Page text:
Thomas Bucher died in 2008, at the age of 59 leaving his $1.25 million estate to the Lancaster Public Library instead of his family. The Bucher family said it was unaware Thomas had changed his will. Earlier versions of his will left his estate to his family. The family challenged the will, and the library was forced to defend its claim in court.
Grounds for Testing a Will
A will is a legal document that directs the distribution of a deceased person’s property. The directions of a will can be challenged through a process called a will contest. This is a particular type of lawsuit that seeks to invalidate the deceased’s final instructions. In order to contest a will, a challenger must have:
Legal standing: The party involved in the lawsuit will be personally affected by the outcome of the case. Usually, this is an intestate heir or beneficiary named in an earlier will.
Time is of the essence: The laws of the state where the decedent was a resident dictate the time limit for contesting a will. In most states, the will must be contested within six months to a year of the date of death or the date of probate.
Legal grounds: There are four grounds for contesting a will:
- The will wasn’t signed correctly (usually two witnesses are required).
- The deceased lacked the mental capacity (they didn’t understand what they were doing).
- The decedent was unduly influenced by others.
Whether any of these circumstances applied to Mr. Bucher’s will is up to the courts to decide. Unfortunately, the surviving family must expend legal resources and time to challenge the will. The library, which was presumably the one to benefit from this inheritance, must do the same to protect its interest. All too often, we discover that where there is a will, there is often a war.
Tips to Prevent a Will Contest
How do we avoid challenges to our wills that can put our families at war with each other, or our charitable intentions? If we are concerned about how money and assets will affect our family, we should have discussions with them now. They should understand the thought process behind our will and charitable intents. Having discussions now gives our children the chance to ask questions and understand the reasons behind our estate decisions.
Taxes should not be at the center of estate planning. Some strategies may save taxes but destroy family relationships in the process. Properly drafted estate documents are an essential part of the planning process and should be drafted to minimize taxes. However, family harmony should be the priority. If harmony is preserved and taxes can be saved, we have a win-win situation. It’s the obsession of putting tax issues at the center of estate plans that is ill-advised.
Have you shared the contents of your will with your children? Family dynamics improve when transparency, openness and tradition drive giving decisions. Many people will read this and say, “It’s none of their business!” I couldn’t disagree more. Consider how different Mr. Bucher’s situation may have been had he shared his intention to leave his estate to the library with his family before he died. A family should use their money and wealth to bring the family together. Openness and transparency set the stage for sharing and dialog. Money can divide, or money can connect, money can help grow relationships or money can destroy them. Keeping our children in the dark about our intentions until we’re gone has the potential to cause conflict.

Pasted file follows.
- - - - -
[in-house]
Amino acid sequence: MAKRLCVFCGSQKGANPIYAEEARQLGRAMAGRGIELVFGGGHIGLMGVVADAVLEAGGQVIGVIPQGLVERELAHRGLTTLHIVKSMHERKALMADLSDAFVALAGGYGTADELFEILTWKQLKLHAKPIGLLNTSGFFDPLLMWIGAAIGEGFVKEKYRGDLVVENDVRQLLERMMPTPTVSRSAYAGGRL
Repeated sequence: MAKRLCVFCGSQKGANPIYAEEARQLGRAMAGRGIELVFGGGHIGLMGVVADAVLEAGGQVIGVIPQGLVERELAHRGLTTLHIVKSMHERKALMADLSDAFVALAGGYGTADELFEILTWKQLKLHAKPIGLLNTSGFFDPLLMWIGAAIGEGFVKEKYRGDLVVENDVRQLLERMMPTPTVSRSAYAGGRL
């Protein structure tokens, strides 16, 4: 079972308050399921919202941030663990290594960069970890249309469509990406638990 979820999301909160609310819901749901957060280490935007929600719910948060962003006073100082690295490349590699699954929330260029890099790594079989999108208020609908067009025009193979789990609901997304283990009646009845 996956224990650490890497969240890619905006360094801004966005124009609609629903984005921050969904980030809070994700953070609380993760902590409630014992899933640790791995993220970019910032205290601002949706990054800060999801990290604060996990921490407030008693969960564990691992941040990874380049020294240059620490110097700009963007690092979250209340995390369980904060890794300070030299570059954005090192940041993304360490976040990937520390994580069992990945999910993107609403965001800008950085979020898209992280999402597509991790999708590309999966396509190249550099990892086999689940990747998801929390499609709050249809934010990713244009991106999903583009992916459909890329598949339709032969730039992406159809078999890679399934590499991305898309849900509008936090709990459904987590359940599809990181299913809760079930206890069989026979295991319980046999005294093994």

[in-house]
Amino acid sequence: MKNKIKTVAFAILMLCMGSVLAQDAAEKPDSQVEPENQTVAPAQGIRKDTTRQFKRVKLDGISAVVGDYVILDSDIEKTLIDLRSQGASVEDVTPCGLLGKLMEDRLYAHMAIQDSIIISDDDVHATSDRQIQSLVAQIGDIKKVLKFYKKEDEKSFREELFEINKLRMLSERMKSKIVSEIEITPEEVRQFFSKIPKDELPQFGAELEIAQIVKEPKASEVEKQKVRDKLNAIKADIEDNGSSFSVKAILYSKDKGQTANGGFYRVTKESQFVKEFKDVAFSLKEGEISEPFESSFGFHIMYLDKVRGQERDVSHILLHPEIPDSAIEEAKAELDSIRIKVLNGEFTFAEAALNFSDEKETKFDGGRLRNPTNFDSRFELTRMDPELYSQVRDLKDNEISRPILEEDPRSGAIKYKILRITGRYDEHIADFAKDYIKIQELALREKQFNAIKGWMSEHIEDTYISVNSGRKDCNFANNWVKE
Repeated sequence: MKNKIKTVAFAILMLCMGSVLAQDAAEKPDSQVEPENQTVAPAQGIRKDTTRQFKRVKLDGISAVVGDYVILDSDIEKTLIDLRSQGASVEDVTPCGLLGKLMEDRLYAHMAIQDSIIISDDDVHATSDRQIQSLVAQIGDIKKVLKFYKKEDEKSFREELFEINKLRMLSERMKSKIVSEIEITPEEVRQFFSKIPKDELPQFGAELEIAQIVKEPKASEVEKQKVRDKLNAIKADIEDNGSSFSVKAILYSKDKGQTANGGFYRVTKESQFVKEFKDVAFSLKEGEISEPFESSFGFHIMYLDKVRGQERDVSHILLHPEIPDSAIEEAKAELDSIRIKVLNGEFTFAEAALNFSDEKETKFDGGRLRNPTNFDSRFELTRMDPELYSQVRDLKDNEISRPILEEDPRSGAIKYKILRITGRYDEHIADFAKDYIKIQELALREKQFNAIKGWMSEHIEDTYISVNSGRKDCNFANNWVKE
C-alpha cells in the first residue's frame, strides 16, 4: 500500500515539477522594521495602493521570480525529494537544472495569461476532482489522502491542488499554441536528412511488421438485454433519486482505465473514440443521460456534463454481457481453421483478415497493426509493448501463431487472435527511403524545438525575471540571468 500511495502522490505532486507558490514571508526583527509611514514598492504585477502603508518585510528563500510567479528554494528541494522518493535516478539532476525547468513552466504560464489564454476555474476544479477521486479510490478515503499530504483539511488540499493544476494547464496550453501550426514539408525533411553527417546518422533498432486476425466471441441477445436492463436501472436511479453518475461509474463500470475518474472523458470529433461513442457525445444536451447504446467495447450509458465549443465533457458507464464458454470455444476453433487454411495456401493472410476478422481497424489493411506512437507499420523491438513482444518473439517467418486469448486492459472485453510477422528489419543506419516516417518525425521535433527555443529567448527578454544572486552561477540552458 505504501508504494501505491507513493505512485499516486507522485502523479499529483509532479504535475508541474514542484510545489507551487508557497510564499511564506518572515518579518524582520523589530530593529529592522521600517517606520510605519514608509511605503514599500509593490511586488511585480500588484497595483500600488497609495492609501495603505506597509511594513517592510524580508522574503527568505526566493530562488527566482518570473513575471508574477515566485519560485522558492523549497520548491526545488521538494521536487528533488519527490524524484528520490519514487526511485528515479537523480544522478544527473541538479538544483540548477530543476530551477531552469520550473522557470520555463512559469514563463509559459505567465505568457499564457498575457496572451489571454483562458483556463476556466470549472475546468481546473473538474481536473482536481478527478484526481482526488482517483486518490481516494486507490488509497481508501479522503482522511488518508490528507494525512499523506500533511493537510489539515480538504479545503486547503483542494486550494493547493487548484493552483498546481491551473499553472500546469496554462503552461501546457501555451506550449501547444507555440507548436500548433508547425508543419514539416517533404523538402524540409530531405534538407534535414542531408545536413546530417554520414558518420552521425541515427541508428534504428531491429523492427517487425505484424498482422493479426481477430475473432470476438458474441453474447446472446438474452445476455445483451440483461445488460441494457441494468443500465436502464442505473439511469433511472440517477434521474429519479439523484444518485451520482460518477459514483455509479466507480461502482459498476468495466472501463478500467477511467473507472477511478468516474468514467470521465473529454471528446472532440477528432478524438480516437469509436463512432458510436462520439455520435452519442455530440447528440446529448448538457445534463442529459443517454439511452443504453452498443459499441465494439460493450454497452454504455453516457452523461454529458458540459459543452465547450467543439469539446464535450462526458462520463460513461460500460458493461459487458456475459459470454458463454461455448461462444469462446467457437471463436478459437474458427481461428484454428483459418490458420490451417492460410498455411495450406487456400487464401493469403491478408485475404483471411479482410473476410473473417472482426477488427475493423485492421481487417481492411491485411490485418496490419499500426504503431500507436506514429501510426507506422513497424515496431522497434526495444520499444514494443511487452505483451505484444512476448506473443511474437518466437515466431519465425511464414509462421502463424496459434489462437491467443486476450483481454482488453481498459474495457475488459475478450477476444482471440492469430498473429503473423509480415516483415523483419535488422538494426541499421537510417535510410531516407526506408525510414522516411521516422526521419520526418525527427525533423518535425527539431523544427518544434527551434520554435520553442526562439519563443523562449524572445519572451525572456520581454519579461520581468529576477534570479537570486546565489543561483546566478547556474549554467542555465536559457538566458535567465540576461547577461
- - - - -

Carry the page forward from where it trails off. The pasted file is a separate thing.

The goal should be for our wealth to flow to the next generation, which can release the money to their children (our grandchildren) in time. It should become wealth that has been gracefully and wisely relinquished – a gift that keeps on giving and cements parent-child relationships, not one that undermines and confuses. A family, regardless of its wealth, must develop a culture that imposes discipline on the disposition of its assets. The best way to make this happen is to start while we are still living; when we can share our wisdom and experiences, not just money and assets passing through probate.
Finally, a note about fairness. In the context of planning for the division of your assets, does fair mean fair, or does fair mean equal?
When one child receives a gift ahead of a sibling, the inequity may affect the relationship between siblings from that day forward. The real gift is not the cash but the wisdom of the concept of equality when a gift is made to both children. If parents can’t afford to give equally to all their children, it could mean the gift being considered is too generous.
Fairness doesn’t happen by accident. It requires planning. We need to treat gifts made when alive with the same care and attention as inheritances that will be done through the will. Gifts and inheritances can release potential or destroy potential and family harmony. I feel how we give is as important as what we give and when we give it.
The words and deeds that we leave behind will be what guides the lives of those we have touched after we are gone; not our money and assets. Be sure to make the time with family to share your wisdom and model the characteristics you want your children to possess. Teach them the important lessons you learned from your parents and grandparents. We want to pass on a legacy that keeps our family together; not one that drives them apart.
- The directives of a will can be challenged under specific circumstances.
- Taxes should not be at the most important issue of an estate plan.
- A wise family will use their money and wealth to bring the family together.
 Lancaster Newspapers, “Retired judge loses appeal of son’s $1.25 million bequest to library”, By Gil Smart. June 12, 2011
 American Bar Association, Chapter Nine, Contracts & Consumer Law